Inductive cooker powers a LED wirelessly. The kettle needs to be here to keep the inductive stove to be turned on (it will turn off when no big metal object is detected on heating area).
This LED circuit worked for me for a short test, but there is no guarantee that it will work for you or be safe to try.
LED circuit details at https://www.epanorama.net/newepa/2024/02/04/wireless-led-powering-test-with-toothbrush-charger/. Different value, physical size, different inductive heaters and coil at different locations can give different results from LED not giving out light up to potentially frying LEDs (or even potentially dangerous voltage out from coil).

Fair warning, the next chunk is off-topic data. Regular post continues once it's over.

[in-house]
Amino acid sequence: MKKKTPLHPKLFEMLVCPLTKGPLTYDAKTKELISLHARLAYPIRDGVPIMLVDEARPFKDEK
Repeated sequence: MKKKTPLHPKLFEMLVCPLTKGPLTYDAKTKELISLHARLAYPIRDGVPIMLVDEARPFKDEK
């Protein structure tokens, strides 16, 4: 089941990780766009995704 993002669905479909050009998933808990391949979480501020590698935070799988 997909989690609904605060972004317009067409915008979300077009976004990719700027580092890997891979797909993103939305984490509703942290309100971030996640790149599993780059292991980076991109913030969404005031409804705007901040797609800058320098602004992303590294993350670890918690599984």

I measured the frequency seemed to vary between 22-26 kHz when measured open circuit with a scope meter. I got frequency reading from 40 to 50 kHz during the test when I had a multimeter with a frequency counter connected in parallel with the diode.
The open circuit voltage on the 170 uH coil was around 12V open circuit. When connected to the LED, the current varied from few mA up to over 50 mA depending on coil location. During the testing the LED I used got too much current and was fried. The coil itself also heated up somewhat during the test.
For more interesting experiments with induction heaters, look at the Electroboom video Induction Energy Experiments